We just returned from a trip to Cancun where, once again, I was struck with how easily, the people with something to sell, ask for your business. In America and Canada, a huge percentage of salespeople seem almost embarrassed to ask – even when they’ve earned the right. In Cancun, the salespeople haven’t earned the right, haven’t even shaken hands, and they’re already asking. It’s the way that business has been done for centuries. It’s honorable. It’s a way of life.
How about you? Do you know at what point you’ve earned the right to close? If not, go back to Baseline Selling and read the chapter on Scoring. You’ll see that you’ve earned the right once you have touched all the bases and left nothing to chance. You rounded second base so your prospect needs what you have, has a compelling reason to buy it and a compelling reason to buy it from you. You’ve established your SOB Quality so you have a strong relationship, have built trust, asked lots of questions that differentiated you from your competition and caused your prospect to think about issues they hadn’t previously thought about. You rounded third base so your prospect is completely qualified to do business with you and you’re completely qualified to do business with your prospect. And you’ve run home, presented a needs appropriate, budget appropriate, and time appropriate solution to the decision maker(s).
You’ve now earned the right to close. Are you comfortable? You should be. There’s not much that can go wrong at this point. The only thing they can do that you can’t control is not make a decision. But you have tools for that too. (Refer to the chapter on Scoring for the Inoffensive Close, Rule of Triple Elimination, Rule of Habits, and the Rule of Ratios.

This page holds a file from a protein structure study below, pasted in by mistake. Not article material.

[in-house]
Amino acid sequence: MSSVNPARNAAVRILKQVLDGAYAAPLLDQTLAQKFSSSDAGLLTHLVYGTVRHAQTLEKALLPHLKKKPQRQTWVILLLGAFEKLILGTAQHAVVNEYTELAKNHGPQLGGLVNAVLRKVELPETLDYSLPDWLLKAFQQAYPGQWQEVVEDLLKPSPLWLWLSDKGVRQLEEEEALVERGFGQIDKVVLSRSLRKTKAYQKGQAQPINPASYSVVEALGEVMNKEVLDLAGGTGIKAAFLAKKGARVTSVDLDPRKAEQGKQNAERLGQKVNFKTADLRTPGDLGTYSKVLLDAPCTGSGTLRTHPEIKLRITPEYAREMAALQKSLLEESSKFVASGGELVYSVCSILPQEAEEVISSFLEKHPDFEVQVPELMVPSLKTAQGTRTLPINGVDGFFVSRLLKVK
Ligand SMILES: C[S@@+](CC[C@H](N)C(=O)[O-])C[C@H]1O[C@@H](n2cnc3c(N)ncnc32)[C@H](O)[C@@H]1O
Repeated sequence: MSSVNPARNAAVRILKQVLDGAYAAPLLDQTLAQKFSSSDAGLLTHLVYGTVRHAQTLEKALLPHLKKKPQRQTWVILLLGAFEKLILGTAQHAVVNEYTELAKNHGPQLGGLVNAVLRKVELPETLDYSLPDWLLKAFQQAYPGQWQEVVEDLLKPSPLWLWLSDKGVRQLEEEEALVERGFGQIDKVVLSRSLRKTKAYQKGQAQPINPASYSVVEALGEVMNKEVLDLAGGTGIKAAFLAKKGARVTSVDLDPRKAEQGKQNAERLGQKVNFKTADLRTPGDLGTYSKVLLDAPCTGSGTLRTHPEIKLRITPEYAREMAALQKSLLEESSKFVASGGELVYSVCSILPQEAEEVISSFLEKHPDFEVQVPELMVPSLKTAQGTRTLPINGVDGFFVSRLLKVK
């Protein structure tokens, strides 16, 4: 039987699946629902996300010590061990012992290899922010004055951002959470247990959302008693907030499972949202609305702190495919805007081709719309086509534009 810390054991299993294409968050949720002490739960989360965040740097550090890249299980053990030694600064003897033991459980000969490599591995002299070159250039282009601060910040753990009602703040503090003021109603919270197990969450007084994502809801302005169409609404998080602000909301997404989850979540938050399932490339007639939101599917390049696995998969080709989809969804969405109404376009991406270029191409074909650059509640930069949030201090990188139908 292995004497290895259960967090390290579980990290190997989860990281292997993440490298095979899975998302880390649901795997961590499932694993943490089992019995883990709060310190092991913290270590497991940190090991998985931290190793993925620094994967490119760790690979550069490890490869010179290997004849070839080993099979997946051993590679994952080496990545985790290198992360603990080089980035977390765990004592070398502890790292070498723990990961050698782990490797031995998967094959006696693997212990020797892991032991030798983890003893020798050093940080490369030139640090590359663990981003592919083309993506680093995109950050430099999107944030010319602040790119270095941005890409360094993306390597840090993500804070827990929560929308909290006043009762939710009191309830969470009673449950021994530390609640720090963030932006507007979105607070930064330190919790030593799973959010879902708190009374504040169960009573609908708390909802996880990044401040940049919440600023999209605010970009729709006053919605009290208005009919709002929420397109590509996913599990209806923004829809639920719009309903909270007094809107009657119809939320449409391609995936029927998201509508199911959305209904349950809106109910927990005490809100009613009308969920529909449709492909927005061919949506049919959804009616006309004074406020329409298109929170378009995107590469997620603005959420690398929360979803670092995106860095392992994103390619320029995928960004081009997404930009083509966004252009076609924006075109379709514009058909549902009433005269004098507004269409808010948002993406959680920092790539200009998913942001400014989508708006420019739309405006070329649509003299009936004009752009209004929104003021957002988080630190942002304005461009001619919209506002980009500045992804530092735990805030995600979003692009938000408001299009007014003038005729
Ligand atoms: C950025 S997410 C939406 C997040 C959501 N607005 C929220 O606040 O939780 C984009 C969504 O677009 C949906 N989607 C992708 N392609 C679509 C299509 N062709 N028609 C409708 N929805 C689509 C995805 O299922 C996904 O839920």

Some salespeople come on too strong at this point. Some don’t come on strong enough. Some wait and let their prospect make the first move. Some make the first move themselves. Some encourage their prospects to think it over. Others ask for the business and then take put-offs.
Here’s what you must do. If you’ve earned the right to close and you’re at the appropriate place on the timeline for doing business it is your obligation to close. Closing is not asking for the business it’s getting the business. Use the Inoffensive Close, be confident, smile, and hang in until it’s finally closed. But only if you’ve earned the right to be there. If you haven’t earned the right don’t even make an attempt to close.
That’s the big difference between what we do in America and what they do in Cancun and other tourist destinations. We have the ability to differentiate ourselves by earning the right to close but how many of us do?
To learn more about earning the right and getting the business closed once you’ve earned the right, refer to or order your copy of Baseline Selling today.